Twilight giggled. “If you don’t mind me saying, I knew it was coming.”


“Yes, Rainbow gets the same way back in Ponyville. I can tell when she wants nothing more than to fly off somewhere and stretch her wings a bit.”

Dart poked her head out, grinning and wiping off her chest with a towel. “Now you know where she gets it from! And if I’m any indication, I hope you don’t mind putting up with it for a few years. Or decades!”

“Not at all,” Twilight said. Decades? A slight heat crept up her cheeks. “N-no, I think it’s good for her. I have my books, and she has her flying. I think it keeps us ourselves.”

“And yet I got a letter from my daughter telling me how awesome this one particular book series was, and how I just had to check it out.” Dart tossed her towel away, and headed back for the kitchen. She extended a wing to brush against Twilight’s as she passed. “And you have these. Don’t be afraid of what the other enjoys.”

“I-I’m not really...” Twilight glanced at her wing and chewed her lip. “I can’t fly yet. At all, let alone like she can.”

Dart nodded. “Rainbow said as much in her letters. She’s teaching you, right? Believe me, you’re doing it the right way. I learned from my mother, and Rainbow learned from Blaze. It’s always best to only have one voice in your ear when you’re learning the basics.” She pulled some carrots out of the pantry.

Twilight’s ears perked up. “Do you need any help?”

“No, thank you.” She started to rinse them in the sink. “So how far along are you?”

“About five seconds hovering a few feet off the ground. That’s my record.”

To Dart’s credit, she didn’t laugh. “I’ve seen competitors last less than that when their nerves get the best of them. You want to hear something my mother told me? All flying is avoiding the ground for as long as possible. And the more you hit the ground, the more you’ll learn to avoid it.”

“I’ll try to keep that in mind.” Twilight watched her reach for a knife. One quick spell could take it for her, but Twilight restrained herself. Her mother never appreciated interference in her kitchen, and she thought it best not to presume. “Was your mother a racer as well?”

Dart chuckled past the handle in her mouth. She finished slicing the carrots into chunks before letting it go. “She was a dancer. Aerial ballet. She taught me the basics, and then I learned to go fast on the playgrounds. I had to fight her to stay on the Academy’s track team. Until I started winning, at least. Could you grab the vegetable oil for me?”

Twilight skirted around the counter and made her way to the pantry. Stacks of napkins and rolls of paper towels on the bottom, boxes of protein bars filling the shelves, she finally spotted and levitated a bottle of oil buried behind a few cans of soup. “What was it like being on the team?”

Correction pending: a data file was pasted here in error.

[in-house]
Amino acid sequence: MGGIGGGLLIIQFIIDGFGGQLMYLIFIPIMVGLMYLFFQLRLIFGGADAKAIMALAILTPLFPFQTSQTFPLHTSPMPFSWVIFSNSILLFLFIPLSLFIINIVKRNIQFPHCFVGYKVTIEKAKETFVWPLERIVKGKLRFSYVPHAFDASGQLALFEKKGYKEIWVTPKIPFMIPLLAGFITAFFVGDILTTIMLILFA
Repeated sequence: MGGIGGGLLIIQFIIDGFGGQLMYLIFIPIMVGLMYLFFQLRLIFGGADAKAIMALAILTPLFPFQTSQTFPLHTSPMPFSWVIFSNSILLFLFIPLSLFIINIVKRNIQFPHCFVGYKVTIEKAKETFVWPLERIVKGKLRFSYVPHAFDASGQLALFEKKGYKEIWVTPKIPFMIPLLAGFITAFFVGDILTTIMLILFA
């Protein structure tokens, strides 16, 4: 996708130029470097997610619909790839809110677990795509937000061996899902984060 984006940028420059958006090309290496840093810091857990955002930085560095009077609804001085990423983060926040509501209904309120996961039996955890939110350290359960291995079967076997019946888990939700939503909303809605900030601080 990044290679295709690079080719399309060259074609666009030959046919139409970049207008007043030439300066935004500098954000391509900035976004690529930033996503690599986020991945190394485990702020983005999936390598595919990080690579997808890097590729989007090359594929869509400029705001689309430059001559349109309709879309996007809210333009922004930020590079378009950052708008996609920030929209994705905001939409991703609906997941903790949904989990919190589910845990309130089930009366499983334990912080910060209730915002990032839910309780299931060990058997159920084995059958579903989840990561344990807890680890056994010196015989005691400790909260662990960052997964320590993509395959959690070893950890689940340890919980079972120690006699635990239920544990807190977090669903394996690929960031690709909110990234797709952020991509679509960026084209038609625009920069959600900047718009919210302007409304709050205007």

“The team... oh, wow.” She laughed and pointed at a frying pan she had set on the stove. “Could you grease that, please?”

Twilight poured in a bit, took the handle in her magic, and twisted the pan around until the oil slick covered the surface. It started bubbling and spurting soon enough. She stepped back and let Dart drop the carrots in.

Dart snagged a bottle with her mouth, and sprinkled some spices that filled the room with their cloying scent. She put the bottle down and sat with a smile across her face. “The team was a good bunch. We were strong top to bottom, even in the ground events. We could challenge anyone, and Coach Firestar knew it. He signed us up just about every week for any meet and competition he could sniff out.”

Say something good. Twilight had been sore across her entire body after the Running of the Leaves. The idea of doing that every week was... “That sounds exhausting,” she admitted. “How did you keep up with all that and your school work?”

“With C’s, in my case.” Dart chuckled. “I can tell you some stories over lunch, but for now, tell me about yourself. Were you ever on a team?”

Twilight fiddled her hoof on the floor. “N-not quite. I mean, sometimes I partnered up with other students for lab assignments, but my brother really got the teamwork gene of the family. Studying was kind of a solo sport most of the time.”

Dart doubled over, trying in vain to hold in her guffaws. “That has got to be the first time I’ve heard studying called a sport!”

Twilight joined her laughter in spite of the flush creeping up her cheeks. “It’s not exactly strenuous, granted, but I still set goals for myself! I worked for them, and I got them. Every time.”

“Good!” Dart grabbed a spatula and rolled the carrots over. “That’s the kind of attitude it takes.”

“To be a winner?”

“To be anything.” She added more spices and turned the heat lower. “So tell me about Canterlot. We never got to go there.” She scratched her head. “Actually, I don’t think I ever saw Canterlot field a team for anything.”

Twilight shrugged. “My brother’s high school had a mean polo team. As for Canterlot...” It occurred to her she had never really given herself the chance to see it. Home came to mind. Princess Celestia’s school, Donut Joe’s shop, the castle soon joined it, but nothing else pierced through that haze of memories. “I know Ponyville better than I ever knew Canterlot. I guess... I don’t really have much else to compare it to. I haven’t seen much of Equestria outside of a few towns and, well, now.